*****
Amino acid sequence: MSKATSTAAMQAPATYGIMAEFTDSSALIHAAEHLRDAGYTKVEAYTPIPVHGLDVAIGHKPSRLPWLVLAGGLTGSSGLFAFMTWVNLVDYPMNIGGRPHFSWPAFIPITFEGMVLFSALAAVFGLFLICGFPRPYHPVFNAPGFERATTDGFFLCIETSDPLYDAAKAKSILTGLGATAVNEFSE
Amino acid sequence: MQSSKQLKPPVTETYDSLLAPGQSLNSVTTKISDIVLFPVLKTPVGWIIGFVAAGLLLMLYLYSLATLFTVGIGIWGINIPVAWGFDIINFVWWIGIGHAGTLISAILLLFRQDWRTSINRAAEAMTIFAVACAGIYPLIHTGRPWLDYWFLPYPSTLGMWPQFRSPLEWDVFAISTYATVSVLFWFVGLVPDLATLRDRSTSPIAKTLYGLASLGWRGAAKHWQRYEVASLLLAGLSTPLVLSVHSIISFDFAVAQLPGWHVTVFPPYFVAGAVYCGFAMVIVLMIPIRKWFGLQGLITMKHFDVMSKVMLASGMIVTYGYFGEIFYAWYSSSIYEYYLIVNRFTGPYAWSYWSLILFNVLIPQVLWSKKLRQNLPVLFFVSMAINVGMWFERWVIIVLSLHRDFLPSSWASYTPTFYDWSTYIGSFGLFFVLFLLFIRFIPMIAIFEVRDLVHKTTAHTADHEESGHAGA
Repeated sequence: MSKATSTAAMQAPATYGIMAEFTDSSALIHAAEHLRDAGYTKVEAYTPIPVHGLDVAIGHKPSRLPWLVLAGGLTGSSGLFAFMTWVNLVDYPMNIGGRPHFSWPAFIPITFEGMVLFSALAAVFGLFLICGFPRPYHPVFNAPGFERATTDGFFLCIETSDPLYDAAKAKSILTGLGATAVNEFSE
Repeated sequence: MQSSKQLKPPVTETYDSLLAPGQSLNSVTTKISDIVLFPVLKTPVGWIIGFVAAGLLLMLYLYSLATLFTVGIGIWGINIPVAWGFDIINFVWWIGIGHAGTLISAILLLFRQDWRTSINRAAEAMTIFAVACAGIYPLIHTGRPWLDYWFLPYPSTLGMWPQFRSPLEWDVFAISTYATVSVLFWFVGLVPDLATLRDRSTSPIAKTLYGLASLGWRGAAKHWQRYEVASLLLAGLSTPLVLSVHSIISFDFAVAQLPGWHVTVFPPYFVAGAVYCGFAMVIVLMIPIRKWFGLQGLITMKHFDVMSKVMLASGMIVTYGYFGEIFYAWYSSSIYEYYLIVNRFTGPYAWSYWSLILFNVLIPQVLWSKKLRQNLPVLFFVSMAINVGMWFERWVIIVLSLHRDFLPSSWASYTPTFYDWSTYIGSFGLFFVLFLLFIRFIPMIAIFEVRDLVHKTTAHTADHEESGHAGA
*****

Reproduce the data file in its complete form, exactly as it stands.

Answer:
Amino acid sequence: MSKATSTAAMQAPATYGIMAEFTDSSALIHAAEHLRDAGYTKVEAYTPIPVHGLDVAIGHKPSRLPWLVLAGGLTGSSGLFAFMTWVNLVDYPMNIGGRPHFSWPAFIPITFEGMVLFSALAAVFGLFLICGFPRPYHPVFNAPGFERATTDGFFLCIETSDPLYDAAKAKSILTGLGATAVNEFSE
Amino acid sequence: MQSSKQLKPPVTETYDSLLAPGQSLNSVTTKISDIVLFPVLKTPVGWIIGFVAAGLLLMLYLYSLATLFTVGIGIWGINIPVAWGFDIINFVWWIGIGHAGTLISAILLLFRQDWRTSINRAAEAMTIFAVACAGIYPLIHTGRPWLDYWFLPYPSTLGMWPQFRSPLEWDVFAISTYATVSVLFWFVGLVPDLATLRDRSTSPIAKTLYGLASLGWRGAAKHWQRYEVASLLLAGLSTPLVLSVHSIISFDFAVAQLPGWHVTVFPPYFVAGAVYCGFAMVIVLMIPIRKWFGLQGLITMKHFDVMSKVMLASGMIVTYGYFGEIFYAWYSSSIYEYYLIVNRFTGPYAWSYWSLILFNVLIPQVLWSKKLRQNLPVLFFVSMAINVGMWFERWVIIVLSLHRDFLPSSWASYTPTFYDWSTYIGSFGLFFVLFLLFIRFIPMIAIFEVRDLVHKTTAHTADHEESGHAGA
Repeated sequence: MSKATSTAAMQAPATYGIMAEFTDSSALIHAAEHLRDAGYTKVEAYTPIPVHGLDVAIGHKPSRLPWLVLAGGLTGSSGLFAFMTWVNLVDYPMNIGGRPHFSWPAFIPITFEGMVLFSALAAVFGLFLICGFPRPYHPVFNAPGFERATTDGFFLCIETSDPLYDAAKAKSILTGLGATAVNEFSE
Repeated sequence: MQSSKQLKPPVTETYDSLLAPGQSLNSVTTKISDIVLFPVLKTPVGWIIGFVAAGLLLMLYLYSLATLFTVGIGIWGINIPVAWGFDIINFVWWIGIGHAGTLISAILLLFRQDWRTSINRAAEAMTIFAVACAGIYPLIHTGRPWLDYWFLPYPSTLGMWPQFRSPLEWDVFAISTYATVSVLFWFVGLVPDLATLRDRSTSPIAKTLYGLASLGWRGAAKHWQRYEVASLLLAGLSTPLVLSVHSIISFDFAVAQLPGWHVTVFPPYFVAGAVYCGFAMVIVLMIPIRKWFGLQGLITMKHFDVMSKVMLASGMIVTYGYFGEIFYAWYSSSIYEYYLIVNRFTGPYAWSYWSLILFNVLIPQVLWSKKLRQNLPVLFFVSMAINVGMWFERWVIIVLSLHRDFLPSSWASYTPTFYDWSTYIGSFGLFFVLFLLFIRFIPMIAIFEVRDLVHKTTAHTADHEESGHAGA